Three Jackson County men who were serving life without parole for murders they committed as minors will be re-sentenced.
MLive reports that all three men — 42-year-old Stanley Fowle, 49-year-old Charles Porter, and 58-year-old Charles Finch — will have hearings scheduled for the coming weeks and months.
These re-sentencings come after a 2012 U.S. Supreme Court ruling, which said states cannot impose mandatory sentences of life without parole on juveniles. In 2016, the Supreme Court added that the ruling applies retroactively to people already serving life.
At the time of that ruling, Michigan had 363 juvenile lifers—that was the second highest number of any state. As of August 2017, 91 of those prisoners had been re-sentenced, and 4 had been released.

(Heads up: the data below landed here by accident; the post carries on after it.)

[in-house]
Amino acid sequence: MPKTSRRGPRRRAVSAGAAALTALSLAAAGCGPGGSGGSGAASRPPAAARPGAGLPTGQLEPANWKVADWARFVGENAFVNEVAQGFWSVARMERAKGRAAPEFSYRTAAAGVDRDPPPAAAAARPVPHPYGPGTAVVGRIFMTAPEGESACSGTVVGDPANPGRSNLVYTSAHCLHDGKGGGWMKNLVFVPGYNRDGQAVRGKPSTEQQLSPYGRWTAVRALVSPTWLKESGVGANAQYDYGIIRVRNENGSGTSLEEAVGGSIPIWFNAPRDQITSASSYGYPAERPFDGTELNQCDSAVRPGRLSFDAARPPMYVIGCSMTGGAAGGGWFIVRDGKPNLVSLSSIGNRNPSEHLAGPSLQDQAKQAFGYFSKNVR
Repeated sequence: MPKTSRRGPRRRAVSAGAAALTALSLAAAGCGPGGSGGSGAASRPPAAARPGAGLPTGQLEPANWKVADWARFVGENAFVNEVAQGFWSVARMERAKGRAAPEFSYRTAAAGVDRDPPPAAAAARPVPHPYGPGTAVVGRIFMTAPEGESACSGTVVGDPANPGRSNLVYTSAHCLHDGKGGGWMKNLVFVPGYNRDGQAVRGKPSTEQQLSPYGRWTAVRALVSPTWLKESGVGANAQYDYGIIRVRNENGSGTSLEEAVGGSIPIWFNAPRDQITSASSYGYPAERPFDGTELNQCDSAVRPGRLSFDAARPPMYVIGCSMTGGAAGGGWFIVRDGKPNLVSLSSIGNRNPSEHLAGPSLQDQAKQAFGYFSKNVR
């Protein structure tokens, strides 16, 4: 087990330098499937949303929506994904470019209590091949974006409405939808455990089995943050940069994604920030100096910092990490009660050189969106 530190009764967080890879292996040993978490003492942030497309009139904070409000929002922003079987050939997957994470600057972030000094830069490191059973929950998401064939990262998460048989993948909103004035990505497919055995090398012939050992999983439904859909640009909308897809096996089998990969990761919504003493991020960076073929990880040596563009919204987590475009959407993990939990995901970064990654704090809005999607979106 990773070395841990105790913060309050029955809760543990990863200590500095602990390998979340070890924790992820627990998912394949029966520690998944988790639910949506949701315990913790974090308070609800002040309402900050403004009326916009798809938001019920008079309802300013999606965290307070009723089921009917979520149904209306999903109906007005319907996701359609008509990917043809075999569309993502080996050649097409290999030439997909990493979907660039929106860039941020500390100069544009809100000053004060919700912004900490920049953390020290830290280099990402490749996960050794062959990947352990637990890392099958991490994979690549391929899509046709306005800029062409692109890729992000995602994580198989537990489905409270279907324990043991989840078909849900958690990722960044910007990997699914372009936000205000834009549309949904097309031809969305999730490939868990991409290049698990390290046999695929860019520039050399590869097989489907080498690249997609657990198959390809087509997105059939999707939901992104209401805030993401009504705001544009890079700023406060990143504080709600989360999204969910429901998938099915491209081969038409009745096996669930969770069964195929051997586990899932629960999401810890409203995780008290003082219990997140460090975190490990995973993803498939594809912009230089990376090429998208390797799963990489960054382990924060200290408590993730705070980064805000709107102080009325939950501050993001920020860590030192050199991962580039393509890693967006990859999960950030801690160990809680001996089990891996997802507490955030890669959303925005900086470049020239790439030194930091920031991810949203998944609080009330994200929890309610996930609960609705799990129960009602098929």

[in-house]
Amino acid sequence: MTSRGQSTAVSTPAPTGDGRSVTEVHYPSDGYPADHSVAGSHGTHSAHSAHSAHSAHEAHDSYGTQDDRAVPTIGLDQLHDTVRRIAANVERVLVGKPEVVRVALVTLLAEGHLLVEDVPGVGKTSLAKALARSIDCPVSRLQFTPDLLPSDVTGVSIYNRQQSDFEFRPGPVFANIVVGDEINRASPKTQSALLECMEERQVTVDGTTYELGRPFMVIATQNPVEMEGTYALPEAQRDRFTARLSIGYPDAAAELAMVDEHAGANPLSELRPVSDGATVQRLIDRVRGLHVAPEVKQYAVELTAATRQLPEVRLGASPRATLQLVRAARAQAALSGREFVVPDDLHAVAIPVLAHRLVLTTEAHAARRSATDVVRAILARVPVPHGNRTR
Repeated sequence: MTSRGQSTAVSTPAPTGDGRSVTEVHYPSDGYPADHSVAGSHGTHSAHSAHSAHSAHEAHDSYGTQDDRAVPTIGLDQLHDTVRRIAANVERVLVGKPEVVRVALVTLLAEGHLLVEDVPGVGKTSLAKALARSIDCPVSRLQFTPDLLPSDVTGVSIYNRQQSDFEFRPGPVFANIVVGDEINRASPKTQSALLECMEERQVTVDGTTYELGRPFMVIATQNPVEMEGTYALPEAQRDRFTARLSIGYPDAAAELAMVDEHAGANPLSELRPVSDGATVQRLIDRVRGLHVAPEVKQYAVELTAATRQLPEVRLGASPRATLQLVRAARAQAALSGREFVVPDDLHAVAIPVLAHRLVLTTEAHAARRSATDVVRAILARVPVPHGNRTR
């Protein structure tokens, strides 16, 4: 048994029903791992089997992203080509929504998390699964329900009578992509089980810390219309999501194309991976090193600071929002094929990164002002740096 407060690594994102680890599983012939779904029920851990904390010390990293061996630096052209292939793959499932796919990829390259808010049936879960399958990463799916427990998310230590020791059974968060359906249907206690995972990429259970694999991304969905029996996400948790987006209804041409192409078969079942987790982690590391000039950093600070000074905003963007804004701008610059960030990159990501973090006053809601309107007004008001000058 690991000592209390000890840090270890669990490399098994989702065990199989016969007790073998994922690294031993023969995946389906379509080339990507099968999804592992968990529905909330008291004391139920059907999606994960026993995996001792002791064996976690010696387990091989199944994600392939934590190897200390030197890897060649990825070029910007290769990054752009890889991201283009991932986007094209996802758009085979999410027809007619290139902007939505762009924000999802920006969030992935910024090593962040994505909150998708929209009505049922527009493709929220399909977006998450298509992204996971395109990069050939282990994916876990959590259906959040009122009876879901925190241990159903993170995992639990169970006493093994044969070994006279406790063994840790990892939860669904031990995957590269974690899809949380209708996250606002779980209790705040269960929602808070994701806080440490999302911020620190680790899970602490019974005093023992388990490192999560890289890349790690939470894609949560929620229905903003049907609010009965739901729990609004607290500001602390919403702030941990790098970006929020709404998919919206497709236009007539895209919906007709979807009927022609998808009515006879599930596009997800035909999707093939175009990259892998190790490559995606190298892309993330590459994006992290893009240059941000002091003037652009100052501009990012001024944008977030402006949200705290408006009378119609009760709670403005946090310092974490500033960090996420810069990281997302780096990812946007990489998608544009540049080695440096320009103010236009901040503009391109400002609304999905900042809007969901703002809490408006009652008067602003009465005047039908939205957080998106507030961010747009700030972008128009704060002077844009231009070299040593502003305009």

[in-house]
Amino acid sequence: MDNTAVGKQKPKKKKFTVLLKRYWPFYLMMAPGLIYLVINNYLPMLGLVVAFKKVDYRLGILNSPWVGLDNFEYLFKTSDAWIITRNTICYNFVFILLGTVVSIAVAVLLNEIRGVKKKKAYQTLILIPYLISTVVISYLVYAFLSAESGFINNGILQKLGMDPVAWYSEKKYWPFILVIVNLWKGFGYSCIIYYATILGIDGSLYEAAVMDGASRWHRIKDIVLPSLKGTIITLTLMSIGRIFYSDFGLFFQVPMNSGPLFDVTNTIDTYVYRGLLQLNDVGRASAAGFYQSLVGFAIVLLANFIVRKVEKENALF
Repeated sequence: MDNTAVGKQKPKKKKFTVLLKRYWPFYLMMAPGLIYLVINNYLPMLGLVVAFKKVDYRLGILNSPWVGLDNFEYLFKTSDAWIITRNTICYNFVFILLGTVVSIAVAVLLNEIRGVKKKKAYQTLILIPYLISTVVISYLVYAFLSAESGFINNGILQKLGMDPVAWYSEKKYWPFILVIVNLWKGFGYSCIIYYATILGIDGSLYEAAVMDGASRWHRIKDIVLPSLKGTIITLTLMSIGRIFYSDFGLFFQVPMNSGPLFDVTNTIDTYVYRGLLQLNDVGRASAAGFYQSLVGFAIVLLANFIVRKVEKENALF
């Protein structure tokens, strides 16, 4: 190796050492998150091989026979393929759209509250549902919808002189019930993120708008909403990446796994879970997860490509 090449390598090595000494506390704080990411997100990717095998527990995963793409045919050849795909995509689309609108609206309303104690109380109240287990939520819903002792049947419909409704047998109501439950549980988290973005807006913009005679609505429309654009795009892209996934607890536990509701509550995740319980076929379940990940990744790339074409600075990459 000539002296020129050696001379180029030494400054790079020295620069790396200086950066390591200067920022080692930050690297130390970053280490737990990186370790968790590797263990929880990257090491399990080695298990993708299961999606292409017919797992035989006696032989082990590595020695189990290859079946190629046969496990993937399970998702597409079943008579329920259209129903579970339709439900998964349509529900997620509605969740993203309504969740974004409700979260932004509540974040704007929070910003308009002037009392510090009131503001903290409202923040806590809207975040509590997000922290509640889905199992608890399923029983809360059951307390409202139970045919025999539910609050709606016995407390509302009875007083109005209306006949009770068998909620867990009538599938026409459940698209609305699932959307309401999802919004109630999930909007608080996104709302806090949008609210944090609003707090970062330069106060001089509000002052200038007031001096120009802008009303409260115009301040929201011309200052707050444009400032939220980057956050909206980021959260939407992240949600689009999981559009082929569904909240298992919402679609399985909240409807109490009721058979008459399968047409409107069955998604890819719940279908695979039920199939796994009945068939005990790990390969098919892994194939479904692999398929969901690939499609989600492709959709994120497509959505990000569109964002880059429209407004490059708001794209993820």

Tina Olson works as the unit manager on juvenile life without parole litigation for the State Appellate Defender Office. She says her office represents the prisoners in over half of the remaining cases.
She says that juvenile lifers committed crimes before their brains had finished developing and that they deserve a second chance.
“People who have committed these crimes have done so when they are immature and impetuous and unable to appreciate risks and unable to appreciate consequences,” she says. “Many of our clients are from disadvantaged backgrounds, thus compounding those elements.”
She adds that giving juvenile lifers second chances actually benefits more people than the convicts themselves.
“Some of them have done absolutely wonderful things in prison,” she says. “They mentor, they participate in all the programming that they are allowed to do. They're of value to their families, and when they get out, they're of value to their communities.”